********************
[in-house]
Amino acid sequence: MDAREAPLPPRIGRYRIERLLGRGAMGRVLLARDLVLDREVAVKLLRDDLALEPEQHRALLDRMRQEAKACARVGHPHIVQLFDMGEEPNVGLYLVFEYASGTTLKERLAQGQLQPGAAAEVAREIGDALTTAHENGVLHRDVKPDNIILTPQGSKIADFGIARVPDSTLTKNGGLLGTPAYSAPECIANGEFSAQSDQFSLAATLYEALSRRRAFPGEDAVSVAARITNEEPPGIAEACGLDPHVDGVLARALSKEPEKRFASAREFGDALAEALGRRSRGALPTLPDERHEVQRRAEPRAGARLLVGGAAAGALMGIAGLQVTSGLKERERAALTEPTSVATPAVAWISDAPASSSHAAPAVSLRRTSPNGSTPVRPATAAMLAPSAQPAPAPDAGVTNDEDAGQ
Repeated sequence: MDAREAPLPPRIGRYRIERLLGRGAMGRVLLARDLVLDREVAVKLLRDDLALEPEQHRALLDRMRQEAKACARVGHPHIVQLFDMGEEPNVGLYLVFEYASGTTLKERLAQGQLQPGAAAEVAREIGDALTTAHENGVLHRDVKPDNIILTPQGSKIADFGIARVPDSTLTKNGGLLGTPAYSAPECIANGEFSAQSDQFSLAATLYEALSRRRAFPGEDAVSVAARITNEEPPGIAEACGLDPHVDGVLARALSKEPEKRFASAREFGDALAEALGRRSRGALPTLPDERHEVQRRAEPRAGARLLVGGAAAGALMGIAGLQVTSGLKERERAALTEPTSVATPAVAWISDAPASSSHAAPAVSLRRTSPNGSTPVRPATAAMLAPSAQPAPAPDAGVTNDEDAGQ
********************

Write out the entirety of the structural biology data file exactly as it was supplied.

[in-house]
Amino acid sequence: MDAREAPLPPRIGRYRIERLLGRGAMGRVLLARDLVLDREVAVKLLRDDLALEPEQHRALLDRMRQEAKACARVGHPHIVQLFDMGEEPNVGLYLVFEYASGTTLKERLAQGQLQPGAAAEVAREIGDALTTAHENGVLHRDVKPDNIILTPQGSKIADFGIARVPDSTLTKNGGLLGTPAYSAPECIANGEFSAQSDQFSLAATLYEALSRRRAFPGEDAVSVAARITNEEPPGIAEACGLDPHVDGVLARALSKEPEKRFASAREFGDALAEALGRRSRGALPTLPDERHEVQRRAEPRAGARLLVGGAAAGALMGIAGLQVTSGLKERERAALTEPTSVATPAVAWISDAPASSSHAAPAVSLRRTSPNGSTPVRPATAAMLAPSAQPAPAPDAGVTNDEDAGQ
Repeated sequence: MDAREAPLPPRIGRYRIERLLGRGAMGRVLLARDLVLDREVAVKLLRDDLALEPEQHRALLDRMRQEAKACARVGHPHIVQLFDMGEEPNVGLYLVFEYASGTTLKERLAQGQLQPGAAAEVAREIGDALTTAHENGVLHRDVKPDNIILTPQGSKIADFGIARVPDSTLTKNGGLLGTPAYSAPECIANGEFSAQSDQFSLAATLYEALSRRRAFPGEDAVSVAARITNEEPPGIAEACGLDPHVDGVLARALSKEPEKRFASAREFGDALAEALGRRSRGALPTLPDERHEVQRRAEPRAGARLLVGGAAAGALMGIAGLQVTSGLKERERAALTEPTSVATPAVAWISDAPASSSHAAPAVSLRRTSPNGSTPVRPATAAMLAPSAQPAPAPDAGVTNDEDAGQ